ADAM: I want to teach people—whatever their age—about the life of Wesley by following his life, but not by providing a long biography in this case. There are other in-depth biographies of Wesley out there. I wanted to tell people about his heart and character, by going to places that were important in his life and ask: How does what Wesley did here, or there, affect our lives today? I want people, whatever their age, to ask: How could this affect my life now?
If you get the DVD along with the book, you can use it in your small group and you’ll see me standing in the place where each chapter unfolds, talking about that part of Wesley’s life.
A WESLEYAN PILGRIMAGE
DAVID: That’s one reason I heartily recommend this book. Your aim is to reach young people, especially, and one way to do that is to have a strong video component. More than that, people want to experience religion today. In the Catholic world, pilgrimage has been a huge part of Catholic spirituality for many centuries. Methodists aren’t so big on that idea of traveling as a spiritual discipline, but your book invites people on a Wesleyan pilgrimage. You’ve even got specific travel tips sprinkled throughout the book. You’re saying people should hit the road and rediscover Wesley.
ADAM: That’s exactly what I’m doing this summer. I’m leading two groups of people to places that were important in Wesley’s life. One group will be people from our Church of the Resurrection and a second group will be pastors from other United Methodist churches.
DAVID: Let’s talk about one of the places you take readers—and viewers of the DVD—the famous church in London known as The Foundry. Americans who follow faith-and-politics in the news know another Foundry church in Washington D.C., which is famous for all of the presidents who have worshiped there. For 200 years, the D.C. Foundry has kept the name of Wesley’s Foundry alive in this country.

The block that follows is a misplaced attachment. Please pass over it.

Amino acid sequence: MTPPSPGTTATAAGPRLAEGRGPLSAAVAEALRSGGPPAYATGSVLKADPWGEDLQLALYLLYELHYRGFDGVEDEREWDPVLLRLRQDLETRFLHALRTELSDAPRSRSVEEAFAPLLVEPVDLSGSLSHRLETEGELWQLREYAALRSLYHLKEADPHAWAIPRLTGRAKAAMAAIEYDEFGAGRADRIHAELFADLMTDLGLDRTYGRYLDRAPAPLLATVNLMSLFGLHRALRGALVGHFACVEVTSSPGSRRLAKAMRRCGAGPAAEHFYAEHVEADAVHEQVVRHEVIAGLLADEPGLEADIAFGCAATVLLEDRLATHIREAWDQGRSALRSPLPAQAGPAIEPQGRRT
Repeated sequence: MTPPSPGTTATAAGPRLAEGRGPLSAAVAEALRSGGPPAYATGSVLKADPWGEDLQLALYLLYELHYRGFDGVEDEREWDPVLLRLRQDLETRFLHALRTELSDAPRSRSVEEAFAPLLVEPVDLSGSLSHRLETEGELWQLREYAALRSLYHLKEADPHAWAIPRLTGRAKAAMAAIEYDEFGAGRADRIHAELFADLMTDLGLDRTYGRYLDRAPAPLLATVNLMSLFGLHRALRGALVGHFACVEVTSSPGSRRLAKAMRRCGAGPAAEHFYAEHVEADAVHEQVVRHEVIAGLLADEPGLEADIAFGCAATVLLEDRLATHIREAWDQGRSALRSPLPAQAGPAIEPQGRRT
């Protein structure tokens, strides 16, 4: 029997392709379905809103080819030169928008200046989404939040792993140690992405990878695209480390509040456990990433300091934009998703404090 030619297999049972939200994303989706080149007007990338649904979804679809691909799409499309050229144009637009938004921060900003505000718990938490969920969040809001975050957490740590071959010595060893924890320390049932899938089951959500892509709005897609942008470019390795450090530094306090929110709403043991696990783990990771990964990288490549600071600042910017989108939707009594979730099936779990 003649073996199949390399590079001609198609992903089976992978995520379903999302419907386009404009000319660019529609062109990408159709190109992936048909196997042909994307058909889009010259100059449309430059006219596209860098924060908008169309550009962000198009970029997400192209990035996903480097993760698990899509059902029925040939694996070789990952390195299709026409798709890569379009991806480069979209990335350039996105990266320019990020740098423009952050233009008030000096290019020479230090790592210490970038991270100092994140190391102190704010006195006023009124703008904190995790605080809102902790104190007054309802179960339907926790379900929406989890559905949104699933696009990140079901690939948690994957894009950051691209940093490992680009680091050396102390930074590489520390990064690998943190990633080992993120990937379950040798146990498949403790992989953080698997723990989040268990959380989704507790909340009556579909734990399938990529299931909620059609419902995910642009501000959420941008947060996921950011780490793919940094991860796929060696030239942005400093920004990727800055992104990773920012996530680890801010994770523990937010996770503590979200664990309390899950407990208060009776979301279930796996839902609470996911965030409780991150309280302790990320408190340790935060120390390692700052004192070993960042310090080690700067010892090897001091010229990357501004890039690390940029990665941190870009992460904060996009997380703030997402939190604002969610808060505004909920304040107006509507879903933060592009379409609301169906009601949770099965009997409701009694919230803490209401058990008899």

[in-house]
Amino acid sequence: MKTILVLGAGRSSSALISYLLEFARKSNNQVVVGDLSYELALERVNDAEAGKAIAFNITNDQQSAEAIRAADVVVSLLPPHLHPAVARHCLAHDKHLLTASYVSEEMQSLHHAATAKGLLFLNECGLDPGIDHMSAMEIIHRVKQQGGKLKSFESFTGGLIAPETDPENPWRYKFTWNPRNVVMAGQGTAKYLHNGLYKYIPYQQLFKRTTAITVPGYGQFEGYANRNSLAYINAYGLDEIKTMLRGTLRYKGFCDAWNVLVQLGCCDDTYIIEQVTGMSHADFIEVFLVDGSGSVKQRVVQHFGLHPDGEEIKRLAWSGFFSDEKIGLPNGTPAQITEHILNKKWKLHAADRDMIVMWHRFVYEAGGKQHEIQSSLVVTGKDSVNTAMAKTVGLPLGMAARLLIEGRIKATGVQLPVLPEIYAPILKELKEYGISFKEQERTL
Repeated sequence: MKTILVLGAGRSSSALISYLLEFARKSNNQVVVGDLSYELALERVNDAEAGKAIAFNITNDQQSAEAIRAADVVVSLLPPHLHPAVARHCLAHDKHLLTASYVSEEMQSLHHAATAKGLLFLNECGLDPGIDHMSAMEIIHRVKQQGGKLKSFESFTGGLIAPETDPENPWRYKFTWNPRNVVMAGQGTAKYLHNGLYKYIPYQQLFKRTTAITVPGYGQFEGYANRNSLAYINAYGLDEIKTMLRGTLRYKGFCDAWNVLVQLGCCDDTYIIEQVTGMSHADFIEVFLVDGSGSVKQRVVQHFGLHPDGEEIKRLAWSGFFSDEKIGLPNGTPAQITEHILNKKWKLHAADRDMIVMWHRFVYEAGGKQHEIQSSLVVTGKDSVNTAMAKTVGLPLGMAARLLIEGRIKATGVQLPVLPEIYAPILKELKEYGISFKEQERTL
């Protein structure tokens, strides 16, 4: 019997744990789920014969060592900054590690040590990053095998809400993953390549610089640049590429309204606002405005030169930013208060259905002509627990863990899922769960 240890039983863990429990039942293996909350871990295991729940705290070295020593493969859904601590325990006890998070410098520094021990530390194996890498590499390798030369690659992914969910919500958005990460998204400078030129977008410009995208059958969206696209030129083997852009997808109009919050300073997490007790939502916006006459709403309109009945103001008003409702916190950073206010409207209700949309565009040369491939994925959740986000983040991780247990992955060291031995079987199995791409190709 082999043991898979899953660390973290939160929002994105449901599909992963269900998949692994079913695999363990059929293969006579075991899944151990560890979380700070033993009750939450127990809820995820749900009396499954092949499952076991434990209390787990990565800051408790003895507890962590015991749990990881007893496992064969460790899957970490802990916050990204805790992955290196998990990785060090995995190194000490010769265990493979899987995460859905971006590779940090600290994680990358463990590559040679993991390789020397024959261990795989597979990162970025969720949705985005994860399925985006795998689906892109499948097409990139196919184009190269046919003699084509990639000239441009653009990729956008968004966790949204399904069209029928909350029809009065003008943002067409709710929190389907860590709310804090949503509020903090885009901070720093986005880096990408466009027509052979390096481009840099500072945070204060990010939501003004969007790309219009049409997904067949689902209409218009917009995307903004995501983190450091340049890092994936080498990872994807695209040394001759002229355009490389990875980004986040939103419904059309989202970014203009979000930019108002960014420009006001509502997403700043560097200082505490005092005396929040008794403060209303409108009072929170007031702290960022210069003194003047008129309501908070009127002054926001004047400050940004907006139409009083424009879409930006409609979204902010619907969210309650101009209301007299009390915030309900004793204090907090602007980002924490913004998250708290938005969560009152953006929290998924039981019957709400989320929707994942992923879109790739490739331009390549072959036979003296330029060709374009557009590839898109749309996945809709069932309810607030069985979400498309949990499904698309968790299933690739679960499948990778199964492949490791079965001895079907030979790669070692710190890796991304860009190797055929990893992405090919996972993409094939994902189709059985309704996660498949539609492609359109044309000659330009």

So, tell us about Wesley’s original Foundry in London. And, remind us: Where are we in his timeline?
ADAM: The Foundry work really begins in the 1740s.
He wound up there because he needed to find a place to meet in London after he experienced breaks with other religious societies. The Foundry was an old cannon factory—an ironworks used for making weaponry. It was a very large building and he saw it as a place where Methodists could meet in London. In the fall of 1739, he takes hold of the building and begins having it renovated. It becomes the home of Methodism in London for the next 38 years.
What the Foundry represents for me is Wesley’s emphasis on works of mercy. That’s what I talk about in that chapter of the book.
DAVID: Let me read a couple of lines: “At the Foundry in the 1740s, the Methodist works of mercy saw new expression. Wesley started a fund to make small loans, akin to today’s microlending, and the fund made loans to 250 people in the first year. On Fridays, the poor who were sick came to be treated and were provided basic medical care. In 1747, Wesley published a book on ‘easy and natural’ methods for ‘curing most diseases.’ Wesley and the Methodists at the Foundry leased two houses for poor and elderly widows and their children. And, they started a school for children who roamed the street.”
ADAM: And at Foundry, they brought in a printing press.
MASTER OF 18TH CENTURY SOCIAL MEDIA
DAVID: Let’s talk about that printing press at Foundry. John Wesley was deeply involved in the major issues of his era and, over time, he became a prophet way out ahead of others. He certainly was in his condemnation of slavery and in his call for compassionate care for animals. Some of Wesley’s critics used to joke that you could tell Wesley followers in a village by how well they treated their horses.
ADAM: That printing press was important! Wesley was constantly printing and publishing his sermons and tracts and responses to debates of the day. He published hundreds of different pamphlets and he published a huge number of books, too. He made these as cheaply as he could and distributed them as widely as he could. He was a major user of the social media of his day. If he were alive today, he would have been a master of social media.